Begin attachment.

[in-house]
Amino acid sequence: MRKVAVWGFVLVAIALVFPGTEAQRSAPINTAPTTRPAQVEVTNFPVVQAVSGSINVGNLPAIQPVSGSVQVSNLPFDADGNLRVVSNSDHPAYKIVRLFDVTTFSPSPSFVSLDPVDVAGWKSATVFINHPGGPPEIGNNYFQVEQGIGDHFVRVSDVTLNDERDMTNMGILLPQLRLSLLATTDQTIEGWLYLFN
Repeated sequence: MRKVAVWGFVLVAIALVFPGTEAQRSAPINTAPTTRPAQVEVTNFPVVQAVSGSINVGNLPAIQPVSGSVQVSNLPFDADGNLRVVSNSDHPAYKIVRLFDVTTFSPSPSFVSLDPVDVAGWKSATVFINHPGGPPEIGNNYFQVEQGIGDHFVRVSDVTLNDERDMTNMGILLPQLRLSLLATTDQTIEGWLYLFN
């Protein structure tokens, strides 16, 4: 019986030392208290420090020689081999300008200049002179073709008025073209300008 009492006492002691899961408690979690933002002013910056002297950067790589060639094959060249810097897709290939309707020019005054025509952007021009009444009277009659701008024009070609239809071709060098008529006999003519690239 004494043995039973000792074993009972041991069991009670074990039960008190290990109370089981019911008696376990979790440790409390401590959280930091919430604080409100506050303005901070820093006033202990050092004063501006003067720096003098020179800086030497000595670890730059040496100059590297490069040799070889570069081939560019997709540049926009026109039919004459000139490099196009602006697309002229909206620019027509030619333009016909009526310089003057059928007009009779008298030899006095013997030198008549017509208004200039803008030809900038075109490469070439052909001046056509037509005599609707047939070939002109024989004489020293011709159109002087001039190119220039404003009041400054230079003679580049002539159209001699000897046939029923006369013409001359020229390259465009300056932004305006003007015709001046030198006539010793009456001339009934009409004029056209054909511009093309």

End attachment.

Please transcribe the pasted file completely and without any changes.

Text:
[in-house]
Amino acid sequence: MRKVAVWGFVLVAIALVFPGTEAQRSAPINTAPTTRPAQVEVTNFPVVQAVSGSINVGNLPAIQPVSGSVQVSNLPFDADGNLRVVSNSDHPAYKIVRLFDVTTFSPSPSFVSLDPVDVAGWKSATVFINHPGGPPEIGNNYFQVEQGIGDHFVRVSDVTLNDERDMTNMGILLPQLRLSLLATTDQTIEGWLYLFN
Repeated sequence: MRKVAVWGFVLVAIALVFPGTEAQRSAPINTAPTTRPAQVEVTNFPVVQAVSGSINVGNLPAIQPVSGSVQVSNLPFDADGNLRVVSNSDHPAYKIVRLFDVTTFSPSPSFVSLDPVDVAGWKSATVFINHPGGPPEIGNNYFQVEQGIGDHFVRVSDVTLNDERDMTNMGILLPQLRLSLLATTDQTIEGWLYLFN
């Protein structure tokens, strides 16, 4: 019986030392208290420090020689081999300008200049002179073709008025073209300008 009492006492002691899961408690979690933002002013910056002297950067790589060639094959060249810097897709290939309707020019005054025509952007021009009444009277009659701008024009070609239809071709060098008529006999003519690239 004494043995039973000792074993009972041991069991009670074990039960008190290990109370089981019911008696376990979790440790409390401590959280930091919430604080409100506050303005901070820093006033202990050092004063501006003067720096003098020179800086030497000595670890730059040496100059590297490069040799070889570069081939560019997709540049926009026109039919004459000139490099196009602006697309002229909206620019027509030619333009016909009526310089003057059928007009009779008298030899006095013997030198008549017509208004200039803008030809900038075109490469070439052909001046056509037509005599609707047939070939002109024989004489020293011709159109002087001039190119220039404003009041400054230079003679580049002539159209001699000897046939029923006369013409001359020229390259465009300056932004305006003007015709001046030198006539010793009456001339009934009409004029056209054909511009093309």